Sixteen years later, in 1999 after a long period of heavy development and an unexpected convergence between ultrafast laser techniques and the ultranarrow continuous wave laser spec- troscopy, a new type of universal frequency chain was created in our laboratories by Udem et al. (1999b), Reichert et al. (1999) that could directly link an optical frequency to a radio frequency using only 5 different lasers where one was a so-called optical frequency comb generator based on a mode-locked titanium sapphire laser emitting a periodic pulse train with pulses of less than 100 fs duration. This universal tool was subsequently refined and improved by Reichert et al. (2000), Diddams et al. (2000) and Holzwarth et al. (2000) and received the name "optical fre- quency synthesizer"to express its universality for optical frequency metrology. This induced a revolution in optical frequency metrology as it then was possible to cover essentially the entire visible spectrum with such a device and even small laboratories could now reach accuracies of 10 −12 or better by simply using such a synthesizer together with a commercial rf primary fre- quency standard, a system that a single person could run and operate. Not only were many optical atomic transitions measured with this tool with previously unequaled accuracy (see for example in Niering et al. 2000, Udem et al. 2001, von Zanthier et al. 2000), but it also paved the way to reliable operation of atomic clocks using optical transitions (like in Diddams et al. 2001). These new optical atomic clocks hold the promise to improve frequency standards to even higher accuracies. Frequently it is predicted that they could reach a level of 10 −18 .
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Empirical modelling and simulation of transmission loss between wireless sensor nodes in gas turbine engines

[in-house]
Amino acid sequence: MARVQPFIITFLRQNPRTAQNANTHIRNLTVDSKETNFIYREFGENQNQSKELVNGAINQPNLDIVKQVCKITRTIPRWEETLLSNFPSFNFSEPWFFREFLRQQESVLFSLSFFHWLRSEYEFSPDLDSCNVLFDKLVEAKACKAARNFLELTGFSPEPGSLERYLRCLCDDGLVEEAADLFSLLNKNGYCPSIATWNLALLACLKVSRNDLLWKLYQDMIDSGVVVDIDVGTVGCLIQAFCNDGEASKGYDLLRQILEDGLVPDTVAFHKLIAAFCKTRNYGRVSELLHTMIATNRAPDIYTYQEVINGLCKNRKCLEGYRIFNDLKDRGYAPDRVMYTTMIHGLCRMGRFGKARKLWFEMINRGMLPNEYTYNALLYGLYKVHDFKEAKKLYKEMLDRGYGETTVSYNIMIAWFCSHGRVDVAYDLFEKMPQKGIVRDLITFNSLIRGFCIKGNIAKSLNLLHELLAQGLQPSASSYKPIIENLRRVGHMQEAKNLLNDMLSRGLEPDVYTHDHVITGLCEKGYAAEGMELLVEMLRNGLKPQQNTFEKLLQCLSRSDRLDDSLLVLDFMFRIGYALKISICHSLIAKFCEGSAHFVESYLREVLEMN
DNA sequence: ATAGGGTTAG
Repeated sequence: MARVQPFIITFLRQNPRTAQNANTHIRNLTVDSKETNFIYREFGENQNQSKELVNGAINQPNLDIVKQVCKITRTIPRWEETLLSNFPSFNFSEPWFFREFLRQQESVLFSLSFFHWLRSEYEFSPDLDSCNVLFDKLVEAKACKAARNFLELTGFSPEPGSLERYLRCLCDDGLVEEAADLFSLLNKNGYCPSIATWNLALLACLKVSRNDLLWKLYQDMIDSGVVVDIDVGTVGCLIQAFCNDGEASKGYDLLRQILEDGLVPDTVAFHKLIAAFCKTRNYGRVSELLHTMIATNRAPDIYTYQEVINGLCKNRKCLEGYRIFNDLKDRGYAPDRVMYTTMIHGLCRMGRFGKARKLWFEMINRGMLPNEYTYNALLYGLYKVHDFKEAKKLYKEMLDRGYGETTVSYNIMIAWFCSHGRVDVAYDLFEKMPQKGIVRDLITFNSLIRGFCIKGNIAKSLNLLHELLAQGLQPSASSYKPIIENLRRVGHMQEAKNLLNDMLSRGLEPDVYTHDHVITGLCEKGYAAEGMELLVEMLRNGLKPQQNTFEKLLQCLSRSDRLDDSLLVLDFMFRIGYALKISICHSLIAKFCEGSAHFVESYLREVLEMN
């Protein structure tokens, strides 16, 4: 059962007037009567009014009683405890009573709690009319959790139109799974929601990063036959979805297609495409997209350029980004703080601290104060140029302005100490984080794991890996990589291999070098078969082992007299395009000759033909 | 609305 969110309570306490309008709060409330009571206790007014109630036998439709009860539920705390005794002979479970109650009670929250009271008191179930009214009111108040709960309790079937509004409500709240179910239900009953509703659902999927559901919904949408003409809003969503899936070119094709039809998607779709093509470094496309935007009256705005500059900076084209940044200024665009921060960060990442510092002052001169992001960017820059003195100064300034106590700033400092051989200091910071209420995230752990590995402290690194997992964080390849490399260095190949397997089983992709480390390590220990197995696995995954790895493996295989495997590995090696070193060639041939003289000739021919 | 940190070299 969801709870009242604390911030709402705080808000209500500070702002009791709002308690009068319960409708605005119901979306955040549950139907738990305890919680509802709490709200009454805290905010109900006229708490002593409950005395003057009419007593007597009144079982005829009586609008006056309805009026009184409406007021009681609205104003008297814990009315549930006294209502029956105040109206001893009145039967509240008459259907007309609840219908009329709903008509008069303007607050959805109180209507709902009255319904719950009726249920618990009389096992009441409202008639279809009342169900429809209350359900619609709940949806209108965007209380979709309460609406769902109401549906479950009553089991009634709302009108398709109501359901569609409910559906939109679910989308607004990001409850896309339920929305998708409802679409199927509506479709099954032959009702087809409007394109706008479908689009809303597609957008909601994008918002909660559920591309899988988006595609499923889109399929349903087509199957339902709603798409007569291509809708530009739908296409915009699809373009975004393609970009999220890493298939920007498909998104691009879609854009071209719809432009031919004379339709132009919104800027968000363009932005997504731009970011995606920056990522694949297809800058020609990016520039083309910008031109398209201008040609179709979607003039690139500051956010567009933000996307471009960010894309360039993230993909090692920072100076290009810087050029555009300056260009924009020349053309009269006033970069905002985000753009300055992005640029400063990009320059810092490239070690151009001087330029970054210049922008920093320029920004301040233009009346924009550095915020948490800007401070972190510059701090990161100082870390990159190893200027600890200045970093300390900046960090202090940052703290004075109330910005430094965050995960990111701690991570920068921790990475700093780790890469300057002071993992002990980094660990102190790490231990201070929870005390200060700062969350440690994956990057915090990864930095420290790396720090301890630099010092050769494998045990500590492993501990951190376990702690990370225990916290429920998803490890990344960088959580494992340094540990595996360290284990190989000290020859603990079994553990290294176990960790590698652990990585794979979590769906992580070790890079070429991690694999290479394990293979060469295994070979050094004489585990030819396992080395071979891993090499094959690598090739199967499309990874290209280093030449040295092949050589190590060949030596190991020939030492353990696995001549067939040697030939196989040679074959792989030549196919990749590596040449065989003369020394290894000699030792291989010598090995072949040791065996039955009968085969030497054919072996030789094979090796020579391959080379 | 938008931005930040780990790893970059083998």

Empirical modelling and simulation of transmission loss between wireless sensor nodes in gas turbine engines

Abstract—Transmission loss measurements between a grid of hypothetical WSN node locations on the surface of a gas turbine engine are reported for eight frequencies at 1 GHz intervals in the frequency range 3.0 to 11.0 GHz. An empirical transmission loss model is derived from the measurements. The model is incorporated into an existing system channel model implemented using Simulink as part of a wider project concerning the development of WSNs for the testing and condition monitoring of gas turbine engines.

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Planar millimeter wave radar frontend for automotive applications

Planar millimeter wave radar frontend for automotive applications

Abstract. A fully integrated planar sensor for 77 GHz automotive applications is presented. The frontend consists of a transceiver multichip module and an electronically steerable microstrip patch array. The antenna feed network is based on a modified Rotman-lens and connected to the array in a multilayer approach offering higher integration. Furthermore, the frontend comprises a phase lock loop to allow proper frequency-modulated continuous wave (FMCW) radar operation. The latest experimental results verify the functionality of this advanced frontend design featuring automatic cruise control, precrash sensing and cut-in detection. These promising radar measurements give reason to a detailed theoretical investigation of system performance. Employing commercially available MMIC various circuit topologies are compared based on signal-to- noise considerations. Different scenarios for both sequential and parallel lobing hint to more advanced sensor designs and better performance. These improvements strongly depend on the availability of suitable MMIC and reliable packaging technologies. Within our present approach possible future MMIC developments are already considered and, thus, can be easily adapted by the flexible frontend design.